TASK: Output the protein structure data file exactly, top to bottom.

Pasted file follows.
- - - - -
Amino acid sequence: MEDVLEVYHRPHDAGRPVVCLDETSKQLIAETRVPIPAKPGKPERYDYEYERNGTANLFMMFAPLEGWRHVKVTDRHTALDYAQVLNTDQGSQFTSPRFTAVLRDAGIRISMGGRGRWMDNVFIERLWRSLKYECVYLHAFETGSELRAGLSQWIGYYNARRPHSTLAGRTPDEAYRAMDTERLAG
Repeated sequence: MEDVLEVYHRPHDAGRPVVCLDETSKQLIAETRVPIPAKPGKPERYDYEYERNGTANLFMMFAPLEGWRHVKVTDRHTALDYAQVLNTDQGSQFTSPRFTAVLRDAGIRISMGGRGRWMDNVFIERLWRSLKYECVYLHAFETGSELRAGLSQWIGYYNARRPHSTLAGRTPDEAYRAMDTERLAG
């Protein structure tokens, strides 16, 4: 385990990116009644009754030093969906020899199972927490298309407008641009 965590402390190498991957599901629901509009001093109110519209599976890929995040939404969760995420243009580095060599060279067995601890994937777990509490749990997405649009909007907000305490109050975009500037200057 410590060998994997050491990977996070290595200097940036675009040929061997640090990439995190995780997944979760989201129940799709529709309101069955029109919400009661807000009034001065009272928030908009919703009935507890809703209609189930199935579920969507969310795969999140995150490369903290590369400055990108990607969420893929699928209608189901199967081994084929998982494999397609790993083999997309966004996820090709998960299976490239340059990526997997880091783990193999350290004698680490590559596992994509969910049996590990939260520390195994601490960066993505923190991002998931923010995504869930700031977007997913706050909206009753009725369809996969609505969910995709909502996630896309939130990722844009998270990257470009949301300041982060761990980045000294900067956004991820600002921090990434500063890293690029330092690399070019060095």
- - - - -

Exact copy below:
Amino acid sequence: MEDVLEVYHRPHDAGRPVVCLDETSKQLIAETRVPIPAKPGKPERYDYEYERNGTANLFMMFAPLEGWRHVKVTDRHTALDYAQVLNTDQGSQFTSPRFTAVLRDAGIRISMGGRGRWMDNVFIERLWRSLKYECVYLHAFETGSELRAGLSQWIGYYNARRPHSTLAGRTPDEAYRAMDTERLAG
Repeated sequence: MEDVLEVYHRPHDAGRPVVCLDETSKQLIAETRVPIPAKPGKPERYDYEYERNGTANLFMMFAPLEGWRHVKVTDRHTALDYAQVLNTDQGSQFTSPRFTAVLRDAGIRISMGGRGRWMDNVFIERLWRSLKYECVYLHAFETGSELRAGLSQWIGYYNARRPHSTLAGRTPDEAYRAMDTERLAG
């Protein structure tokens, strides 16, 4: 385990990116009644009754030093969906020899199972927490298309407008641009 965590402390190498991957599901629901509009001093109110519209599976890929995040939404969760995420243009580095060599060279067995601890994937777990509490749990997405649009909007907000305490109050975009500037200057 410590060998994997050491990977996070290595200097940036675009040929061997640090990439995190995780997944979760989201129940799709529709309101069955029109919400009661807000009034001065009272928030908009919703009935507890809703209609189930199935579920969507969310795969999140995150490369903290590369400055990108990607969420893929699928209608189901199967081994084929998982494999397609790993083999997309966004996820090709998960299976490239340059990526997997880091783990193999350290004698680490590559596992994509969910049996590990939260520390195994601490960066993505923190991002998931923010995504869930700031977007997913706050909206009753009725369809996969609505969910995709909502996630896309939130990722844009998270990257470009949301300041982060761990980045000294900067956004991820600002921090990434500063890293690029330092690399070019060095």